American minister H.E. Luccock said, “No one can whistle a symphony. It takes an orchestra to play it.”
For those who love the symphony, September certainly brings something to celebrate. After a successful pilot launch last year, The Hamptons Festival of Music (TH•FM) returns this Sunday, September 3, to LTV Studios in Wainscott, bringing live classical music to the masses that’s typically hard to find on the South Fork.
Led by maestro and artistic director Michael Palmer, the festival boasts a 41-person resident symphony orchestra, dubbed the New American Sinfonietta, whose internationally recognized members hail from major cities all over the continent, and beyond.
“Now in our second year, the players truly come from all over,” Palmer says.
It was after Palmer and his partner, TH•FM executive director Michael Yip, purchased their home in Springs in 2017, that he first became aware of the “wonderful artists that were here,” he says. Originating from Indiana and with nearly six decades of orchestral conductor experience under his baton, the veteran maestro quickly noticed how live classical music on the East End was strictly limited to chamber music, noting “there wasn’t a place to put an orchestra.” Yip, Palmer’s partner in both life and art, lived in New York City prior and had visited the Hamptons several times.
The need was clearly visible.
With the intent to establish a firm place for the orchestral community on the East End, the pair successfully launched the inaugural season of TH•FM last year. The recently retired Palmer drew from his long list of former projects and initiatives, particularly his nearly 30 years with the Bellingham Festival of Music (the premier orchestral music festival in the Pacific Northwest that he founded and maintained with great success) as well as he and Yip’s non-profit organization Anacrusis Productions, which builds support for future artists and lovers of classical music. With the help of a super-qualified creative team, which includes LTV associate producer and Guild Hall’s former artistic director Josh Gladstone, they were able to beef-up TH•FM, with the ultimate goal to “specifically serve the local, year-round residents in East Hampton and the surrounding hamlets and villages,” says a press release for the festival.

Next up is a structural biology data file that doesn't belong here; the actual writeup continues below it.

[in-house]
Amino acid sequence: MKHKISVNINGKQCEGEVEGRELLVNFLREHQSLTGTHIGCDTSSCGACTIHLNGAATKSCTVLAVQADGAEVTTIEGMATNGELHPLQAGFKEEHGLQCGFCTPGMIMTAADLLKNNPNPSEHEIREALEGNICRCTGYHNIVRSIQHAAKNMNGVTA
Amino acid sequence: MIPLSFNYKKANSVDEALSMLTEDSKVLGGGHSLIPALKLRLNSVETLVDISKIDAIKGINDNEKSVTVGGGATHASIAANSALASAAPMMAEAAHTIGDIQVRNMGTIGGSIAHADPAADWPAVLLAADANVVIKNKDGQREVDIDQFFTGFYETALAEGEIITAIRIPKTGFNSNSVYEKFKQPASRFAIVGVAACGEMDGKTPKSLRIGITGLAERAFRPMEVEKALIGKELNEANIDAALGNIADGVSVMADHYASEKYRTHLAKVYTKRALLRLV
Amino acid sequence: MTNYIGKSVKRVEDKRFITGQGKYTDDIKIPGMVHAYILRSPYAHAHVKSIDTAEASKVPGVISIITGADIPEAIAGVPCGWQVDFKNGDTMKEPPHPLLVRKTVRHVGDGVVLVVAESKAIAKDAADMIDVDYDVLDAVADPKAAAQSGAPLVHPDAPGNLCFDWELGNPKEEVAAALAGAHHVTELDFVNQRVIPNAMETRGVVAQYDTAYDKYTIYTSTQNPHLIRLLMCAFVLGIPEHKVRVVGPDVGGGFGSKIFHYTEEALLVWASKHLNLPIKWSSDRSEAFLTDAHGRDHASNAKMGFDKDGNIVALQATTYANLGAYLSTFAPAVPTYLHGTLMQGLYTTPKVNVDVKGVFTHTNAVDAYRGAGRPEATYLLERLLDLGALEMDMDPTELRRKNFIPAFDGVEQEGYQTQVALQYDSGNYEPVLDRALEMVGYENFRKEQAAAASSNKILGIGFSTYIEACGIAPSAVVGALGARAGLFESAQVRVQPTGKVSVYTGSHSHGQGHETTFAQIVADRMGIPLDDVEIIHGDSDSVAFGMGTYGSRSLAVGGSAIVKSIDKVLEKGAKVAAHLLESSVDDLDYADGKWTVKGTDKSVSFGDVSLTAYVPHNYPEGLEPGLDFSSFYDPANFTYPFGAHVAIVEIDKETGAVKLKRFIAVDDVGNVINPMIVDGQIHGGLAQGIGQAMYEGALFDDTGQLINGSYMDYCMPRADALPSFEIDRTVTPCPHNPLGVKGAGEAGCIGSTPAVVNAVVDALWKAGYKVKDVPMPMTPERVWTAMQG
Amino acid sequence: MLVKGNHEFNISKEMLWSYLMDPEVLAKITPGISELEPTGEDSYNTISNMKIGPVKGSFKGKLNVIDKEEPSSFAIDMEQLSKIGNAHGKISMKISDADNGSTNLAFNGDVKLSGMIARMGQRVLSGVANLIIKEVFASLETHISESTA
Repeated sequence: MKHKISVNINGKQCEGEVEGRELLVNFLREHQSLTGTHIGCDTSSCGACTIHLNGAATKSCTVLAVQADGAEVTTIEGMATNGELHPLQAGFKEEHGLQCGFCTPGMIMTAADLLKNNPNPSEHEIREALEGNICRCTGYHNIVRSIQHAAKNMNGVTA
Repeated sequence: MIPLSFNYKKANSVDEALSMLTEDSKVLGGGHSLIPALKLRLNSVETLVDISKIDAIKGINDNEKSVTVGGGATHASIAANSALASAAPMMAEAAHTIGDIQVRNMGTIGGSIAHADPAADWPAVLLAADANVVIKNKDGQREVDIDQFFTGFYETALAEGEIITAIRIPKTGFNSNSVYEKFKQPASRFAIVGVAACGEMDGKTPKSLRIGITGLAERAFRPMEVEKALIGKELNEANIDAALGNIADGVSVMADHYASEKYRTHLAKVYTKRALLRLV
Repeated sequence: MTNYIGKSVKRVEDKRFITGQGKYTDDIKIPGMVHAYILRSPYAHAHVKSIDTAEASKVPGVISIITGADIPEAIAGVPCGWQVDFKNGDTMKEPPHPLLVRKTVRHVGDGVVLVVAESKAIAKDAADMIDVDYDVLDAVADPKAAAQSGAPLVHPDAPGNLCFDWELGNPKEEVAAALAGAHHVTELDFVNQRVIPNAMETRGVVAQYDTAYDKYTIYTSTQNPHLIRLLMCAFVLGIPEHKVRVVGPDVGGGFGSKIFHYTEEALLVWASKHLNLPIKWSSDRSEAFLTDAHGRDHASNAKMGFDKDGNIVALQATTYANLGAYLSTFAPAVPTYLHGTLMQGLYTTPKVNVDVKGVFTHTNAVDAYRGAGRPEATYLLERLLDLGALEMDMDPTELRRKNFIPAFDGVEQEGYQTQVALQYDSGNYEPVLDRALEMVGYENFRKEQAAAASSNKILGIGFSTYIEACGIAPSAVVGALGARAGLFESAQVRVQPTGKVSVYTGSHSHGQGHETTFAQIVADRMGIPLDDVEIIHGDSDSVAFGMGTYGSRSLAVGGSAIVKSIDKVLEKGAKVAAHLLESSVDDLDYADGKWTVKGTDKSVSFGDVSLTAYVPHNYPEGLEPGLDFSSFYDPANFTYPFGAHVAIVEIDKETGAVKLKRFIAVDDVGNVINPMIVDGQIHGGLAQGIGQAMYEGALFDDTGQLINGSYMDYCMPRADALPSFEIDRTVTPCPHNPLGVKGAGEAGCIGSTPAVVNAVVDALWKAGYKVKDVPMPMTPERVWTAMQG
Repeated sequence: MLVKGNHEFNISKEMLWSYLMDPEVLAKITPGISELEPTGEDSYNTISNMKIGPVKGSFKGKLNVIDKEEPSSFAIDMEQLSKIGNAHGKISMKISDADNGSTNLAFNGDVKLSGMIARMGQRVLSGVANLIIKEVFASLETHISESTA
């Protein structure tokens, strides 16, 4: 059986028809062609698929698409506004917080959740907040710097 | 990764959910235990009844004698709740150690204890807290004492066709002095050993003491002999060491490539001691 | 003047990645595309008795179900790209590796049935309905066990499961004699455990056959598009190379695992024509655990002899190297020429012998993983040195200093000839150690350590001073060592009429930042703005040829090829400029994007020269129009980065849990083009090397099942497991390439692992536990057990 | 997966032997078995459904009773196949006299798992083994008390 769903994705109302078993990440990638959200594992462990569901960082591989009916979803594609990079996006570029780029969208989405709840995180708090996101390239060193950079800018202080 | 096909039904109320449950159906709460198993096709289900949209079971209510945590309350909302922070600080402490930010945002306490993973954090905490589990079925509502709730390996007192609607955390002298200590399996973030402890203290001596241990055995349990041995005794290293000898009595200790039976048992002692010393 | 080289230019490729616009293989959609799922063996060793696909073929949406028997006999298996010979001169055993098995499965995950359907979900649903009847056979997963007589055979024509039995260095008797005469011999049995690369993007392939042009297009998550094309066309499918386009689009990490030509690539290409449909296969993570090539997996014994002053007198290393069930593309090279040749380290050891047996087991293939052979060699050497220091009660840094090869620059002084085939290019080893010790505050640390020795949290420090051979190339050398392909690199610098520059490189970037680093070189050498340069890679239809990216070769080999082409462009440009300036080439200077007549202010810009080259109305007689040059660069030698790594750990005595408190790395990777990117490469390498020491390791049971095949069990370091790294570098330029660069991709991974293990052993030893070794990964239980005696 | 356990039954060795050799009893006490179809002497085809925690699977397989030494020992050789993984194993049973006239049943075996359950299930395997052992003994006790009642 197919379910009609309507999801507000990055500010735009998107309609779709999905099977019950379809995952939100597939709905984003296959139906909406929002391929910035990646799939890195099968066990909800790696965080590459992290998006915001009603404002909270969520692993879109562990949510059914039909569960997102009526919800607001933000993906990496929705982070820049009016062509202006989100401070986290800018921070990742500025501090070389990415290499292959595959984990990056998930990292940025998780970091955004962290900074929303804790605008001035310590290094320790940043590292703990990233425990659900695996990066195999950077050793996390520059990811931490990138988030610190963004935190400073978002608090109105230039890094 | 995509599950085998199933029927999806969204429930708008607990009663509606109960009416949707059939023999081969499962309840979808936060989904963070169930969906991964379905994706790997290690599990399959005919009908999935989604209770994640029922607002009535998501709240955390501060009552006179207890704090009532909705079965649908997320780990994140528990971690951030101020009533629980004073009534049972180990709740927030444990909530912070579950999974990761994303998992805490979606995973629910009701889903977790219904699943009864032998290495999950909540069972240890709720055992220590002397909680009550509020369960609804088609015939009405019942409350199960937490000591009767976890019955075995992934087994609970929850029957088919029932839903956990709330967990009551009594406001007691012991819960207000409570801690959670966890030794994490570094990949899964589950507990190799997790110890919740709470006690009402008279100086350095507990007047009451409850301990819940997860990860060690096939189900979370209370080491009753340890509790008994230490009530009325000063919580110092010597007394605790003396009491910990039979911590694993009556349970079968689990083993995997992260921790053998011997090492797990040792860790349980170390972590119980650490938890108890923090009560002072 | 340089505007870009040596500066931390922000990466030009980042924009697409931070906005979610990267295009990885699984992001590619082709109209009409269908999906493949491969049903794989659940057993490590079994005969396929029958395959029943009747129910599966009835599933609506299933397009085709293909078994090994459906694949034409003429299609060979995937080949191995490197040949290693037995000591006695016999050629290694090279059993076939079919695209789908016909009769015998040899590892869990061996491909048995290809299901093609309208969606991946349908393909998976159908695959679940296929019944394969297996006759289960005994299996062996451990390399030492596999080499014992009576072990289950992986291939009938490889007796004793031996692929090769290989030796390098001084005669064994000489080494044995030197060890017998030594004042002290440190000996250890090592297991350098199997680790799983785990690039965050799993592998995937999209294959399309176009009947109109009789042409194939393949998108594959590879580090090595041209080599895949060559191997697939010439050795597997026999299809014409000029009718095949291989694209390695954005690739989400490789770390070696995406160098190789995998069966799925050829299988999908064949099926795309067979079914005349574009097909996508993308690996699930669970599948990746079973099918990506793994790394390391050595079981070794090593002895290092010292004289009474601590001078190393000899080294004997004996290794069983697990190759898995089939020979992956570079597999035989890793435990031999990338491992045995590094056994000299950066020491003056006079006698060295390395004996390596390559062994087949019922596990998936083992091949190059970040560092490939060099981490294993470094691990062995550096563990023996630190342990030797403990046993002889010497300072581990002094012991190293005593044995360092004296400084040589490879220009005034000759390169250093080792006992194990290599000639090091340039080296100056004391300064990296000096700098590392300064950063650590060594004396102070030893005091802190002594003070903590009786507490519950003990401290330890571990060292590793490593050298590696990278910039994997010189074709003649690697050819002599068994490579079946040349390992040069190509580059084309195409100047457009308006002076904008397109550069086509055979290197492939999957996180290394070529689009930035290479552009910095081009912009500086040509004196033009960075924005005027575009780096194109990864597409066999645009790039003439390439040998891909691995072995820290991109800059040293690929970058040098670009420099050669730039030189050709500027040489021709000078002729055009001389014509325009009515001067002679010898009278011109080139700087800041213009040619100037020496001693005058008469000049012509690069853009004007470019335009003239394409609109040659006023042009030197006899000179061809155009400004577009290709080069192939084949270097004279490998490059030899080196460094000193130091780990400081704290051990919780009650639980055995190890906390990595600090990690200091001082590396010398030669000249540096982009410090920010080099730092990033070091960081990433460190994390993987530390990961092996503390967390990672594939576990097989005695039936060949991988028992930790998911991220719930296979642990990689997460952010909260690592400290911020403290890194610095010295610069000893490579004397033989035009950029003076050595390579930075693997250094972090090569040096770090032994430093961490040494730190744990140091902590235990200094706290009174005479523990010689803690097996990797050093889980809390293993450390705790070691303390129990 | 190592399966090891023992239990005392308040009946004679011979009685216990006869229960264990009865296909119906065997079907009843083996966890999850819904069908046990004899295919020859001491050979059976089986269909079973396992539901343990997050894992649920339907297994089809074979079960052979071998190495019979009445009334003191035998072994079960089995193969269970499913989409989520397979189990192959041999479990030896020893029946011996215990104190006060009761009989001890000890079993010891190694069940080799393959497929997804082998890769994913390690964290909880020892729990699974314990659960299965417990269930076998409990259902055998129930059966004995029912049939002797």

Slated for three concert performances in total (September 3, 8 and 10), each one will include Palmer’s interpretations of some of music’s most timeless classical masterpieces. All three concerts will be inside studio 3 at the Wainscott locale, which can hold an audience of up to about 150 people. “It’s an acoustically wonderful space,” Palmer says, “and it’s quite special because it’s a very intimate experience.”
Sunday’s performance starts at 4 p.m. and will include works from Joseph Haydn, Richard Wagner and Felix Mendelssohn. Highlights will include the world premiere of contemporary composer David Leisner’s concerto “Wayfaring,” featuring classical guitar soloist Pepe Romero. Next Friday, September 8, at 8 p.m. guests can expect to hear orchestral suites from George Bizet as well as late American composer and conductor Aaron Copland. The concert closes with Mozart’s last symphony “Symphony No. 41 (Jupiter).” The festival concludes with a 4 p.m. performance on Sunday, September 10, opening with Czech composer Antonín Dvorák’s “Serenade for Winds” and finishing with Beethoven’s “Symphony No. 3 ‘Eroica.’”
The orchestra will go through four rehearsals for each concert. Other preparations for this year’s series included two East Hampton events last month as well as a musical cocktail party at the LongHouse Reserve earlier this year.
“The level they’re playing at is remarkable,” Palmer says of his New American Sinfonietta. “And the three big symphonies we’re including as part of the repertoire, they’ve changed the face of orchestra music forever because they’re about the human condition. I’m thrilled.”
Tickets to each concert is $150, or $400 for the entire series.
LTV is located at 75 Industrial Rd. in Wainscott, 631-537-2777.